Actor Biju Menon talks about his new-found flair for comedy. His latest flick, Chettayees, releases today.
All those who are ambitious about making a quick mark in films will have to look elsewhere for inspiration. Biju Menon is not the role model for those who want to make it to the top in the shortest time possible. He is more comfortable as an actor who is slowly but steadily garnering his share of hits in Mollywood. Biju has been doing impressive roles, one after the other, ever since he debuted in Malayalam cinema with Puthran (1995), the critically-appreciated sequel to a popular TV serial ‘Mikhayelinte Santhathikal’, in which he featured in the lead. Over the years, he has played lead roles, supporting characters and villains with panache. Recently, the actor seems to have discovered his flair for comedy and has been making his presence felt in quite a number of blockbuster such as Ordinary, Mayamohini, Mallu Singh and Run Baby Run. Biju played one of the leads in last week’s release 101 Weddings, and also, in this week’s Chettayees, directed by Shajoon Kariyal. In an interview, the actor explains his choice of roles and his recent avatar as a producer. Excerpts…
You’ve got a wave of hits recently. Excited?
Of course! The success of the films is partly on account of the appeal of the characters I essayed. That is the exciting part. As an actor, it is great to experiment with roles of varying shades and I have been part of some fabulous films.
You are one of the producers of Chettayees, which is releasing today (November 30).
I was there during the process of developing the story and in all its creative aspects. It was an enjoyable experience and all of us actors enjoyed the shooting, including our stint as singers! The production side was taken care of by P. Sukumar and Shajoon, who are also part of the production banner Thakkali Films, along with Suresh Krishna and Sachi and me. Chettayees is a heart-warming story that happens in a short frame of time. It has been narrated in an entertaining way.
Your flair for comedy seems to be your USP of late.
Most of the characters that I enacted were of a serious nature. However, after my roles in Marykkundoru Kunjaadu, Seniors, Ordinary, and so on, audiences now expect some kind of humour in my sequences. What’s interesting is that my characters in these films are rather serious and I haven’t done anything overtly comic as such in any of them. The dialogues and the situations where the characters were placed in elicited the laughs.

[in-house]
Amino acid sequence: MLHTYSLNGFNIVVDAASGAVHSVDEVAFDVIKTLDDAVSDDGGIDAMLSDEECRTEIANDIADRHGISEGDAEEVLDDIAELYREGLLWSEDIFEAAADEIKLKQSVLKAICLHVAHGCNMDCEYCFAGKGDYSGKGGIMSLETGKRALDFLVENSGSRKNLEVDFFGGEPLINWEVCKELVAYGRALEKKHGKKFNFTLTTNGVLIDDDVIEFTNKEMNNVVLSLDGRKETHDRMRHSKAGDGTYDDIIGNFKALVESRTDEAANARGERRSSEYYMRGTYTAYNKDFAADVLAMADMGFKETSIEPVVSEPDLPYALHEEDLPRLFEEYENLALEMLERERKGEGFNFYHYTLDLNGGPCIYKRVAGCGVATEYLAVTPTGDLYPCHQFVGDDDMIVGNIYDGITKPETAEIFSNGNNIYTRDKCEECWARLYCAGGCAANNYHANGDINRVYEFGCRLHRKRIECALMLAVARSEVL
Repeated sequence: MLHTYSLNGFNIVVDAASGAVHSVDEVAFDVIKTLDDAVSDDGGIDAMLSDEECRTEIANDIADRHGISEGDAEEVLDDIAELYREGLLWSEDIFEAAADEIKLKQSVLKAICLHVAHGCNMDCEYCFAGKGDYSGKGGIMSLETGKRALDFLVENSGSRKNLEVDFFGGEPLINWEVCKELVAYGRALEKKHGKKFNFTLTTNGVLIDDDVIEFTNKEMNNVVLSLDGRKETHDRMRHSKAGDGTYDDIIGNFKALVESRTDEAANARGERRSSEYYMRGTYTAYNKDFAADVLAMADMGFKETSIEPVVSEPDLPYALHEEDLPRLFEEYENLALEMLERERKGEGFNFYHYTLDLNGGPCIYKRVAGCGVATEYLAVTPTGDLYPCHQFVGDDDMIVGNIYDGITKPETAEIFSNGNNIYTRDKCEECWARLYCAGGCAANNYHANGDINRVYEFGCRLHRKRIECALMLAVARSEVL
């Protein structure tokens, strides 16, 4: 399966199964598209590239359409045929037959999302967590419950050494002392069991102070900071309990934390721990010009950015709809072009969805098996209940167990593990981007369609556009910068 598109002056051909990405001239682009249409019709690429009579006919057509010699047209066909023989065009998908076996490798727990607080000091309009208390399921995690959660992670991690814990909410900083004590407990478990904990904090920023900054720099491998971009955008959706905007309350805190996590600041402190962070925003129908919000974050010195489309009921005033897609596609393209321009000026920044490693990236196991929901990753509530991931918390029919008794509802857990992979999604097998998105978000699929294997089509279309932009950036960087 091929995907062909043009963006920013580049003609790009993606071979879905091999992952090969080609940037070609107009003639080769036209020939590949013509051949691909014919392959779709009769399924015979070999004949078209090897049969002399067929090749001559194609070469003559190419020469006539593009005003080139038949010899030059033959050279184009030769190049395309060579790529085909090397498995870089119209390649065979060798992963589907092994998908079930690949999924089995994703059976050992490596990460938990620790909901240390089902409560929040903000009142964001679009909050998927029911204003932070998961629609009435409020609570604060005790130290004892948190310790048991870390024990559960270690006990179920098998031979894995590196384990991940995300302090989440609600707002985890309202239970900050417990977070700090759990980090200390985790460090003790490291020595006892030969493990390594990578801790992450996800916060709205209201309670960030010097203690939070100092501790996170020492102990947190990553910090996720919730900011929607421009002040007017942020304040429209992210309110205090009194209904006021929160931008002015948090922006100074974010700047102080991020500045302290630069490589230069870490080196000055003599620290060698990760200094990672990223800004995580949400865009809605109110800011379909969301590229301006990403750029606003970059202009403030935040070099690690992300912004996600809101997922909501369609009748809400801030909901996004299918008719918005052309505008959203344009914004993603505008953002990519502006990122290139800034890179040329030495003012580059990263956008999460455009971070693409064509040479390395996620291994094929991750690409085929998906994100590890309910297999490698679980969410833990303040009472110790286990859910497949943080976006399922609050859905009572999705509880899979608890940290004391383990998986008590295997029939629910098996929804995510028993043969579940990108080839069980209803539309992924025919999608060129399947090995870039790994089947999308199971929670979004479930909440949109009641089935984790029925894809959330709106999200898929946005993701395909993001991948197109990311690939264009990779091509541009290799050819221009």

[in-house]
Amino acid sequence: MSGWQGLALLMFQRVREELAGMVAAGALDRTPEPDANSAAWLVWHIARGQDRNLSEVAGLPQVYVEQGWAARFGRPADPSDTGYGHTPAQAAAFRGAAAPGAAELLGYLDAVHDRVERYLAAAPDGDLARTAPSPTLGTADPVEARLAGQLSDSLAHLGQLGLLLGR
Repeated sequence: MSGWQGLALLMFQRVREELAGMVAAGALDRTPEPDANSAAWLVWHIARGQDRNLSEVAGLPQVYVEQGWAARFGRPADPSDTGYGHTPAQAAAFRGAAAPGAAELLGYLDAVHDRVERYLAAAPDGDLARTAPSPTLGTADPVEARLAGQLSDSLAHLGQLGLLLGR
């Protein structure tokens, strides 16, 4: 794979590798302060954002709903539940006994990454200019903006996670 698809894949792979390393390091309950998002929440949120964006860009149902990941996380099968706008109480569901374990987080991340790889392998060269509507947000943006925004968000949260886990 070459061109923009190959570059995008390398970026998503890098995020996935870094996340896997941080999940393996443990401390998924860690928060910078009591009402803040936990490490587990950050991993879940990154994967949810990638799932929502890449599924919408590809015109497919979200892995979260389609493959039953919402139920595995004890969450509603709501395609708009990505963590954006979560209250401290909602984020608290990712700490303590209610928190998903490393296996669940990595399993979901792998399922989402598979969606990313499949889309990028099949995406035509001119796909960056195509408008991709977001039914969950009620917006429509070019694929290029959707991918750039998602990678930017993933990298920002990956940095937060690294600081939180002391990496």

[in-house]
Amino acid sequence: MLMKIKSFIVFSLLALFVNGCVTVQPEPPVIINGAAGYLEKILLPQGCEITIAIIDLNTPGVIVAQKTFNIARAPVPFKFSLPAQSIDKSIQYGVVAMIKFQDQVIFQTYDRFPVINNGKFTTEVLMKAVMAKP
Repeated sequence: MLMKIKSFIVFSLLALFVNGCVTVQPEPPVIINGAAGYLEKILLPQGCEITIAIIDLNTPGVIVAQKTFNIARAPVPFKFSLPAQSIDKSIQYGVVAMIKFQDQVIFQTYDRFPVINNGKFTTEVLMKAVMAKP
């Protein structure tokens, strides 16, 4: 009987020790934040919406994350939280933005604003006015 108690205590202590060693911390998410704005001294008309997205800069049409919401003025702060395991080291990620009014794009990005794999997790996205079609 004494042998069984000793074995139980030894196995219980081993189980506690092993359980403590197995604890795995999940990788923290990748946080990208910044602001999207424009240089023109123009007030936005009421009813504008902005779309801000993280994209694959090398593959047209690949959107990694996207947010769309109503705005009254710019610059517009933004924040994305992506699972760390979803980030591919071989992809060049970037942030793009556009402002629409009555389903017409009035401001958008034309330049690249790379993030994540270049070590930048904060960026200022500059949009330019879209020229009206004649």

I feel that it is a privilege to make viewers laugh. I have done a wide range of characters and getting acknowledged as a comedian is encouraging for me as an actor.
But then, isn’t there the risk of getting typecast?
I don’t think I will get typecast in such roles. In between my comic roles, I have done characters in films such as K. Gopinathan's Ithra Mathram and Blessy’s Kalimannu.
What do you look forward to in a script?
The importance that my character has in the script, be it positive or negative. Also, I look at the scope for performance.
The peculiar ‘Palakkadan’ accent used by your character in Ordinary was particularly well appreciated. What was the inspiration?
During the location hunt for Ordinary, I had told its makers about a driver I had met during the shooting of Mulla. He used to narrate stories in a particular dialect. They all liked the way I mimicked the driver and we decided to use it in a film. But we were not sure if we could maintain the style for a full-length character, especially during emotional sequences. However, just before the shooting began we decided to go ahead with the accent.
You have been perceived as being rather laid-back when it comes to your career, which has perhaps cost you a place in the top league for many years. Do you think it's a fair judgment?
I don’t think so. I don’t make plans about conquering new territory and because of that I am not aggressive. I have only chosen roles that I am comfortable in – from the many that have come to me. I prefer doing multi-starrers to ‘solo hero’ projects as it won’t force me to maintain a particular image or carry the entire weight of the film on my shoulders. Now, if being unaggressive is being seen as laid-back, then, yes, I am laid-back!